Ditching the plastic: cotton dishcloths

Good marks for us for always using reusable dishcloths, not ‘disposable’ one.  Bad marks for us that until recently all of them were made of synthetic microfibres, which we now realise release microscopic plastic fibres into the water every time we use or wash them. I have continued to use them for a while, waiting to decide what to change to.  But now they have reached the end of their life (wearing out), so….

Time for a change.

In years past I knitted all our dishcloths from cotton yarn, and that’s what I’ve begun doing again.  At first I just used up oddments of cotton yarn I already had, and I found/developed a few simple patterns I enjoyed doing.  Now I have bought some more pure cotton yarn, and have developed another (rather zingy!) pattern that I’m loving making.

I was looking for a compact, easy (no concentration needed) project to do on holiday, and now I’ve found it.  I’m making us a replacement set of different coloured cotton dishcloths, enough for a clean one every day and a few in the wash.  I’ve bought a pack of cotton yarn with lots of different colours and I’m having fun playing around with combinations.

Two ‘problems’ solved with one solution.  I now have plenty to occupy my hands while I’m on holiday; and at the end of my holiday I will have a full set of new cotton dishcloths to use.  I may even go on to knit some to sell in the City Farm shop.

Here are a couple of simple variations, in case you’d like to have a go yourself.  These will work with any 4 ply or double knit yarn (choose natural plant fibres though).

Pattern one: the zigzag – you could simply use one colour, or as I have done here, two colours.  I’m using 4 ply yarn, with 2.5mm needles (I managed to find a double ended needle just the right size in a charity shop – perfect for someone like me who often drops and loses one needle!).  For a looser finish, use a slightly larger needle.  Play around till you find what works for you.  I find these each use about 30g of yarn, give or take a gram or two either way.

  • Cast on 72 stitches (or any multiple of 12).  I’m using the 2 needles cast on for these.
  • Every row is knitted the same: *K5, k2 tog, k4, k twice into next st.*  Repeat * to* to the end of the row.  Turn and repeat.
  • Start with a dark colour.
  • To achieve the zigzag stripe effect, change colours after two rows.  You will find that the new colour is waiting there for you.  If you hold the old colour taut at the back for the first few stitches of each new stripe, you’ll find the colours weave neatly along the side without any looping.
  • Complete 38 stripes plus one extra dark stripe to finish.  Cast off all stitches.  Sew in the ends.

Pattern two:  the corner-to-corner – this  is so simple, it hardly merits the description of a pattern.  But I have no shame, and will include it here.

  • Cast on two stitches.
  • Knit each row the same, until you feel the dishcloth is big enough.  I find that keeping on till there are 74 stitches is about right.  Then start to decrease instead of increasing.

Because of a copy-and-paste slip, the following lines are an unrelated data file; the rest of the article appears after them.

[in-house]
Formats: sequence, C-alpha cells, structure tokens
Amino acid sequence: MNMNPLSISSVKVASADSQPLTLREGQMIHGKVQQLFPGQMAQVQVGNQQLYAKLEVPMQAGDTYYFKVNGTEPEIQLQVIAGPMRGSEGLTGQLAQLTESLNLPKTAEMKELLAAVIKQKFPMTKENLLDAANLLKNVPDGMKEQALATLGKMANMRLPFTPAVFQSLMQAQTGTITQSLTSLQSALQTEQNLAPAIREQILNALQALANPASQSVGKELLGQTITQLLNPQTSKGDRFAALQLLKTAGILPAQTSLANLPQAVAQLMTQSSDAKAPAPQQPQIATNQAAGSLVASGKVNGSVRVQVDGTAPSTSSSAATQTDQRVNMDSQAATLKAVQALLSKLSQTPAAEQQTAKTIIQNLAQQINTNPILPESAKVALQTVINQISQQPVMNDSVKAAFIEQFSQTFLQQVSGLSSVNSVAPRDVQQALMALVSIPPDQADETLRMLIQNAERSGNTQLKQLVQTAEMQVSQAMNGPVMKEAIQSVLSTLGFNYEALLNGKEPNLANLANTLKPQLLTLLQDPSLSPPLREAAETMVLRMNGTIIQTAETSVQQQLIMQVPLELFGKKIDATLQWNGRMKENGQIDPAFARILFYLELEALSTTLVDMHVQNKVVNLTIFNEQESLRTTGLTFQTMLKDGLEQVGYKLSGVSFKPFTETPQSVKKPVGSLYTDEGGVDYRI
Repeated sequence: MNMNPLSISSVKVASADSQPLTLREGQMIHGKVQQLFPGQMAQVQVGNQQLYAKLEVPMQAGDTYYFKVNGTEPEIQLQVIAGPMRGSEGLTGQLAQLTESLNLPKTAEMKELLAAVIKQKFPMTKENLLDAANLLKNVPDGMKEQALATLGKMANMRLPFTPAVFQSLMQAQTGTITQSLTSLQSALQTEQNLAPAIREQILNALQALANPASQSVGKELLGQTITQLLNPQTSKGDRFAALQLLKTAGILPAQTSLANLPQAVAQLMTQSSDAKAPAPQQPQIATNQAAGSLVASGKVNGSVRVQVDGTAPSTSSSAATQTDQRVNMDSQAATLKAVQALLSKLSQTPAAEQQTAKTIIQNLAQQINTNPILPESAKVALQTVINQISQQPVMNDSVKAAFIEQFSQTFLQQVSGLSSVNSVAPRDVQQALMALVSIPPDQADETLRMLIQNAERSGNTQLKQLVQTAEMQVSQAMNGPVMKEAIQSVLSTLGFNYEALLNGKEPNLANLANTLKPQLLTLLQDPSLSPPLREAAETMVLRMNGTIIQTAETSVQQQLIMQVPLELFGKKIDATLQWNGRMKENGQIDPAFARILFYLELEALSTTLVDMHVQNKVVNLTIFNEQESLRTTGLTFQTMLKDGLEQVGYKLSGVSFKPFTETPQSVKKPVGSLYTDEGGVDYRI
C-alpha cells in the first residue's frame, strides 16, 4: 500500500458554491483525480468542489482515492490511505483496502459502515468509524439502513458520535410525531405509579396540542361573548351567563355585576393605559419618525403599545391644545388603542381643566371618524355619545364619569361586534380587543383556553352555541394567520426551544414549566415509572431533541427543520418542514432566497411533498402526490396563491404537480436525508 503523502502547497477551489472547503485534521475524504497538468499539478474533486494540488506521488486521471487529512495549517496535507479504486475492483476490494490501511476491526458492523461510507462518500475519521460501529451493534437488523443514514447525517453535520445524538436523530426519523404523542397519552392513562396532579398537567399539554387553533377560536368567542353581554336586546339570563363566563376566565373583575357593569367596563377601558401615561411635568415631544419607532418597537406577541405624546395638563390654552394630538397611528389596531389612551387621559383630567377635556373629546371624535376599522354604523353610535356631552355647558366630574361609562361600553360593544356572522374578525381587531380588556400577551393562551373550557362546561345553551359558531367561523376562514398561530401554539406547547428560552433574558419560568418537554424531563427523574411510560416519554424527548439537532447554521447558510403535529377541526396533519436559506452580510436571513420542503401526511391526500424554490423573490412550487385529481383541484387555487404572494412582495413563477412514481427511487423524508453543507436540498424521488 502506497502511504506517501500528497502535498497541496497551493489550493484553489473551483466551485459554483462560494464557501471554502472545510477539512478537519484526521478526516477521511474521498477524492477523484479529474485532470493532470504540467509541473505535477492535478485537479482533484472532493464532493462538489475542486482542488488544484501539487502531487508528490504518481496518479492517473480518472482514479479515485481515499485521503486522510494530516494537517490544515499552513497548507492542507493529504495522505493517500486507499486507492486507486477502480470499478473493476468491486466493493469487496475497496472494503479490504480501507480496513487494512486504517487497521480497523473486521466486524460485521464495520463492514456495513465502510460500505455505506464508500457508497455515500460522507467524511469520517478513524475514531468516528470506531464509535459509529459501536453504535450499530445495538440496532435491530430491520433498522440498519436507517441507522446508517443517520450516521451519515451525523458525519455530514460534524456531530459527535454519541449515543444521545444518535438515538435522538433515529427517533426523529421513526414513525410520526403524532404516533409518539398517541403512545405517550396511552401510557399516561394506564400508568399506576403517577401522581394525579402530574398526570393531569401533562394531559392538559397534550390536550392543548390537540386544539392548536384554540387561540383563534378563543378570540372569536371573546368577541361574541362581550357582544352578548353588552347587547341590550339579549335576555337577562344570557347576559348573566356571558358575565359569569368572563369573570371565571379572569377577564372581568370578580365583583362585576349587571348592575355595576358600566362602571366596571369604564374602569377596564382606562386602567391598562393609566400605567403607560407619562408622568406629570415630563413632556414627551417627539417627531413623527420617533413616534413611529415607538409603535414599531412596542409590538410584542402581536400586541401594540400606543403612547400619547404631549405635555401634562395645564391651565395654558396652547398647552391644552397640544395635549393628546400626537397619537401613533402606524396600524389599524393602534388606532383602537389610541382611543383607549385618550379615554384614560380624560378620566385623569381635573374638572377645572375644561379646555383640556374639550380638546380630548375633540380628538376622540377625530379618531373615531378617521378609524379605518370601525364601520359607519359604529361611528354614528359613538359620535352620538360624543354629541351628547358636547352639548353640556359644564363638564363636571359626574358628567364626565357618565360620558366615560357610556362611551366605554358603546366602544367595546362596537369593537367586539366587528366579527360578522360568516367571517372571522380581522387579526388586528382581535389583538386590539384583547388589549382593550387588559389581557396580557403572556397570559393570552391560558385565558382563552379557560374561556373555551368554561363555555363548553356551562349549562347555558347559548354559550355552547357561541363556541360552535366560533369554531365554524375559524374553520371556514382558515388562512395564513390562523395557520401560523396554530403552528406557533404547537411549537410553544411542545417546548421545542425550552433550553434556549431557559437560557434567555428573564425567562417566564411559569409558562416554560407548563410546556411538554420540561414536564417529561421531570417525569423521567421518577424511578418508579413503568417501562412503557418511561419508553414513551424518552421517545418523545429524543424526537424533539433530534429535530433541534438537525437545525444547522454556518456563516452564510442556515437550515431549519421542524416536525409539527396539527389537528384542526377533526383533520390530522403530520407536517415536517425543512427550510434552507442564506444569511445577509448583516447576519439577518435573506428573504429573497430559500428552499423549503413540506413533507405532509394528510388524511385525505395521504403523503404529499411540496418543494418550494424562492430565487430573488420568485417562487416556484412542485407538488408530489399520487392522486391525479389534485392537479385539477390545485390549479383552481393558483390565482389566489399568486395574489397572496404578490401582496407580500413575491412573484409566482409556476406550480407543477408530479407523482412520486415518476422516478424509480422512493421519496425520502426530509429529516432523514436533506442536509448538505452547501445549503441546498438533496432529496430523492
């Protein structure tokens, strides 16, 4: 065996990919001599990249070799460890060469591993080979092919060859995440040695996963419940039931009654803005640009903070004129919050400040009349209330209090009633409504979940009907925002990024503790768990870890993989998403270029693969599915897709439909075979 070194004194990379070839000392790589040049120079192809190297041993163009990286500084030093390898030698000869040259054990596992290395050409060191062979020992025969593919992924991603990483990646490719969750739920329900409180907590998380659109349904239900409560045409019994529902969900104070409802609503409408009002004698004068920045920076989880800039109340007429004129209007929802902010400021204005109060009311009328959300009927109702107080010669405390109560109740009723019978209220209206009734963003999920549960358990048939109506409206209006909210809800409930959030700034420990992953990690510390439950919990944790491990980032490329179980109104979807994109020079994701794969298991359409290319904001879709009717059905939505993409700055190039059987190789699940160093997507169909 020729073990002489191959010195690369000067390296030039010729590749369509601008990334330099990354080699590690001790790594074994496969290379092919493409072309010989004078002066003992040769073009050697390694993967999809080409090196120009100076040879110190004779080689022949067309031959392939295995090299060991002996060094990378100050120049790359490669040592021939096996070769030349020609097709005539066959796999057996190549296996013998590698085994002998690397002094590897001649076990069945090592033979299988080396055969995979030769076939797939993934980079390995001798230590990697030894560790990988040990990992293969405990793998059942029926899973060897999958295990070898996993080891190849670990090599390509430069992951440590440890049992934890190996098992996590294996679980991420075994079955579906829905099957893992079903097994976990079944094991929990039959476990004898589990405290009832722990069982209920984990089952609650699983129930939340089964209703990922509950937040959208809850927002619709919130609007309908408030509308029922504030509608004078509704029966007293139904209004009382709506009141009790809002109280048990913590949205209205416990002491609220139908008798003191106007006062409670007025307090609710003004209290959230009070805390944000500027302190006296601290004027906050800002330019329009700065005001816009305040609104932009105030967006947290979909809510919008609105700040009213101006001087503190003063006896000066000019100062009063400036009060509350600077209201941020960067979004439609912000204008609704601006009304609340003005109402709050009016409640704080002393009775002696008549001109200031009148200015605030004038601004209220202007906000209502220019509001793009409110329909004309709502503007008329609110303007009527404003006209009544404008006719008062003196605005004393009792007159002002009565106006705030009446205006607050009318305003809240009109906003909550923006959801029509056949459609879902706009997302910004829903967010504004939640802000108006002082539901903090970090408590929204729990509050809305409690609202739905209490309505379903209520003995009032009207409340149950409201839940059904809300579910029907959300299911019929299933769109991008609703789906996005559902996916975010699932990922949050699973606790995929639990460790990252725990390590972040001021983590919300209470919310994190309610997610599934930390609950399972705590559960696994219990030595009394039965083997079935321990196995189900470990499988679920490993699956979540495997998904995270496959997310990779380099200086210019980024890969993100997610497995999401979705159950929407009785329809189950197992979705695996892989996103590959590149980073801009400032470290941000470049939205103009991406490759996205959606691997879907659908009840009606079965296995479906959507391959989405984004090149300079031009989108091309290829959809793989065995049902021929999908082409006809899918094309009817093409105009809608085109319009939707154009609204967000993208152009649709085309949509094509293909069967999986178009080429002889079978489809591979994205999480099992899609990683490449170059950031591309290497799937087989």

• Increase row:
    • K2, yarn on needle, knit to end.  Do every row the same as this (in effect you’re adding a stitch in each row, 2 stitches in from the edge)
  • Once you feel it’s big enough, start to decrease.
  • Decrease row:
    • K1, k2 together, yarn on needle, k2 together, knit to end.  Do this every row until you only have two stitches left.  Cast off.

 

About deborah @ the magic jug

Now I've passed 60 I'm still doing all sorts of things I haven't done before, as well as carrying on with the things I already love. I live a happy life with my long term love Malcolm. In my blog I explore local and low tech ideas, food, growing, making, reading, thinking, walking, and lots of other words ending in 'ing'.
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2 Responses to Ditching the plastic: cotton dishcloths

  1. Margaret Gibson says:

    Greetings from Aotearoa
    Still here and loving your blog. Started making dish clothes for Christmas presents (and to encourage people in their fight against plastic)
    Youngest daughter arrived -Mum can I have these knitted things as face clothes for our new baby-what could I say?
    We grow our fruit and vegetables and preserve the excess, go to garage sales and pick up useful stuff, check out the charity shops. Take bags with us when we shop I’m sure you know the list. There is a campaign just started not to eat one of our most succulent fish, NZ seem to be getting the message.
    Looking forward to trying the turnip recipe.
    Margaret

    Like

    • Hi Margaret, how lovely to hear from you! I love that you’re all that way across the world and we’ll almost certainly never meet in real life, and yet we are able to have these glimpses into each other’s lives. It sounds like we’re doing much of the same stuff, and yet can still learn from each other.
      Congrats on the new grandchild – as you’ll know from my blog, I’m thrilled with my new role as a grandparent. Today’s our day for looking after her, and I know she’ll brighten everything.
      And yes, my experience is that our influence is much more by example than by ‘preaching’. I have taken the idea of using small cotton wipes which d-i-l uses for the baby, and I use them also in place of toilet paper (just wee so far, but you never know….). My sons and their partners will be getting gifts of sets of knitted dishcloths at Christmas. And so it goes on.
      So – warm greetings to you across the world! Do stay in touch. xx

      Like

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